A bad wheel bearing will make a grumbling, crunchy noise at all times, depending on how bad condition it is. Bad wheel bearings can sometimes be detected by two ways:
Jack the front of car up SECURELY, follow all safety stuff like jack stands, apply the emergency brake, etc. Run engine at idle and put gearshift in Drive. It's a front wheel drive, so front wheels will begin to spin. Carefully grasp coil spring with your hand. If you feel a lot of vibration, the bearing is likely damaged. Coil springs amplify the vibration, making the diagnostics easier to detect. Shut engine off. Grasp wheel from top and bottom. Try shaking it, pull and push wheel. If there is any free play, bearing is likely damaged.
It's a wheel hub bearing assembly with roller bearings. The hub bearing can be pressed out and replaced (re-use the hub). Beware though: there are two types of bearings: The cheaper ball-bearing type or roller-bearing. If you plan to keep the car, go with the more expensive roller bearing.
For example, AutoZone sells a "Valucraft #V49" ball bearing for about $20. AutoZone also sells a roller-bearing "Timken Set 49" for about $32. Do yourself a favor and get the Timken brand. The ball-bearing type simply is not as durable and you'll likely end up changing it again in the near future.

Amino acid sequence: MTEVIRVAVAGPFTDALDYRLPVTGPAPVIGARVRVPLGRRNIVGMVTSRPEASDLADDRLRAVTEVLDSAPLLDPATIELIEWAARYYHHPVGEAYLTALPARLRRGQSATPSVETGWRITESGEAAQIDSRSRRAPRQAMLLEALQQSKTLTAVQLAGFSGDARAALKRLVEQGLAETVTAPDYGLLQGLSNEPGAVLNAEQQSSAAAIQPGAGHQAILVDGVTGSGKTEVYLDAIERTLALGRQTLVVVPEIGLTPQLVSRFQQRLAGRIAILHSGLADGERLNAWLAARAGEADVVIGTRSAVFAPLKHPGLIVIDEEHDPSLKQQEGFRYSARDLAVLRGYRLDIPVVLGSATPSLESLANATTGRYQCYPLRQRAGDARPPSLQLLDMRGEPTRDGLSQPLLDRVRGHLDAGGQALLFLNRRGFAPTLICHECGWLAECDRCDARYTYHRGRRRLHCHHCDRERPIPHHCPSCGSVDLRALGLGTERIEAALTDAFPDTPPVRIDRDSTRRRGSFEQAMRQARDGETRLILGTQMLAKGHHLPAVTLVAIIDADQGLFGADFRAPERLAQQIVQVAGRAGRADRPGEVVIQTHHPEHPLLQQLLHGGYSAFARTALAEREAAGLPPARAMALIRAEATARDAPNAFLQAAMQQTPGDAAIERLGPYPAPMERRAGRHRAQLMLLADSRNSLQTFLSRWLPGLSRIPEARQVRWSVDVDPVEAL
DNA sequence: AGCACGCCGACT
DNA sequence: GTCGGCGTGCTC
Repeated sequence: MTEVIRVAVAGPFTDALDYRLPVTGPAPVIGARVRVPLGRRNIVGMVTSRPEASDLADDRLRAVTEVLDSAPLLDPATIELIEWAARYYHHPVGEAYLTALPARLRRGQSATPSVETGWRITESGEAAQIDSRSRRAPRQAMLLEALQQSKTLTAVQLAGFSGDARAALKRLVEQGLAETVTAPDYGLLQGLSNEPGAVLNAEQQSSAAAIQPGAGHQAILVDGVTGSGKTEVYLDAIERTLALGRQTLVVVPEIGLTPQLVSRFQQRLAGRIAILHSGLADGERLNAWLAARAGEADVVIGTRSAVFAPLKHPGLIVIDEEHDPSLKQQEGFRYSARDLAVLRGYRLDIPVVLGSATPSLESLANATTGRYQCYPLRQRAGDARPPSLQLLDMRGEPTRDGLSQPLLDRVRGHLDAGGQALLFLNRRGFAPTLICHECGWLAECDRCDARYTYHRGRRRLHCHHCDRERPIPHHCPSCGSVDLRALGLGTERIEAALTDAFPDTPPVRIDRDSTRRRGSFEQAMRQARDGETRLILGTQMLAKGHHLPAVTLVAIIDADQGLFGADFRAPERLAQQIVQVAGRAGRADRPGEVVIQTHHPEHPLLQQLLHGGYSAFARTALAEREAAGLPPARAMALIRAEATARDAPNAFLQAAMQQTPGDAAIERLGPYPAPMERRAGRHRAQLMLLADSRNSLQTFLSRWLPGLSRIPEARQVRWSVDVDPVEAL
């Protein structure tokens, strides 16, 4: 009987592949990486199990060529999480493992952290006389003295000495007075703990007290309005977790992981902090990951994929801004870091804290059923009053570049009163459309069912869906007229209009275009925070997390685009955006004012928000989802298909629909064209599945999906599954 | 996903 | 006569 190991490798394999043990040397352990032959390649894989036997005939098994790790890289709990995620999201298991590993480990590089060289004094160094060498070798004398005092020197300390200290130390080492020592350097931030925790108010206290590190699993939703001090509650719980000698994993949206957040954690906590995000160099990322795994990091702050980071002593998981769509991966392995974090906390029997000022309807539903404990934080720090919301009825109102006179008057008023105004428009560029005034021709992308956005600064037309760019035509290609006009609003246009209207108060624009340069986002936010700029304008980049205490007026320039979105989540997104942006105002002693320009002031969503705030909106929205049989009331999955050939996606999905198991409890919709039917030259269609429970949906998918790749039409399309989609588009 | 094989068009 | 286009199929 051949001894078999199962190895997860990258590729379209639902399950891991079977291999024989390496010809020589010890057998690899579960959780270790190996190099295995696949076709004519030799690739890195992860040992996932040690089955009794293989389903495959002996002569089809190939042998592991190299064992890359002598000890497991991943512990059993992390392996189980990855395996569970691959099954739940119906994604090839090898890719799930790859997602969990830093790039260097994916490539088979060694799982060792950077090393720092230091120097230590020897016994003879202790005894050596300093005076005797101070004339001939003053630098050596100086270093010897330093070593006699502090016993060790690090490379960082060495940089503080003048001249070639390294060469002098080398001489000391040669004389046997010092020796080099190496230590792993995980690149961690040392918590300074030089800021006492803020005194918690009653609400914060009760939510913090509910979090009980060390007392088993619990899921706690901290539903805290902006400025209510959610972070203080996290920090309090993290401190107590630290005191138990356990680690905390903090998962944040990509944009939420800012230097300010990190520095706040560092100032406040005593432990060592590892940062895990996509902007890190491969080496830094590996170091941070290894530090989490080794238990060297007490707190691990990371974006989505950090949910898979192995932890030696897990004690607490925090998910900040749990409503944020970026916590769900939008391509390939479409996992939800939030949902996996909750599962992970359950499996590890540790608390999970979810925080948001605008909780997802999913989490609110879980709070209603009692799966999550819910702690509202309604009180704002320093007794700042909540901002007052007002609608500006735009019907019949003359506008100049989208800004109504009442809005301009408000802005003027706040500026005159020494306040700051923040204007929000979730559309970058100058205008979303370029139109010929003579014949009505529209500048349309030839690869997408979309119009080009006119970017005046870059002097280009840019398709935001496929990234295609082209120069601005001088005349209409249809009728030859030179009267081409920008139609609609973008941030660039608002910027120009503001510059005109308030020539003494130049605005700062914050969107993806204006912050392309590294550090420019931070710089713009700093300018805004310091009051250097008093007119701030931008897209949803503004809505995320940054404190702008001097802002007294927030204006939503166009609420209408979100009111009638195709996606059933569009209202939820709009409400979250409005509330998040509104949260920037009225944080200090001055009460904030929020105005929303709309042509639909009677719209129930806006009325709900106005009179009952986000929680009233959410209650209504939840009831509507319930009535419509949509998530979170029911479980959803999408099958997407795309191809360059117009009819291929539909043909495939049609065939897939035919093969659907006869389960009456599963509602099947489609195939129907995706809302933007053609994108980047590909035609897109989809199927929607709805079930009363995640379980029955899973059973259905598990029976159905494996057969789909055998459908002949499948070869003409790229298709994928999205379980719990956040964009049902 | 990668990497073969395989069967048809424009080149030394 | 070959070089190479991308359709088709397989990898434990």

Wheel bearings take a lot of abuse, so unless the front tire was vibrating so violently that it damaged the bearing, I would more likely suspect the problem is the tie rod.
Again, look at the wheel again with an assistant and see what part(s) are loose. You already replaced the outer tie rods, so if the inner tie rods are loose, you'll see the free-play as you push the tire from side to side. Maybe have a third assistant holding the steering wheel to eliminate that factor.
If the tie rods are tight, you still might need to replace the ball joint, as you mentioned it has free play.
Try the vibration test, and listen for a constant howling or grinding which would be a bad bearing.
Yes, an unequal tire (or one with a bubble in it) can wreack havoc on front ends. My experience: first to go are the tie rods, then the ball joints, and wheel bearings seem to be most durable. Unless high mileage and dried-out grease within caused them to fail.
Friday, February 27th, 2009 AT 9:08 PM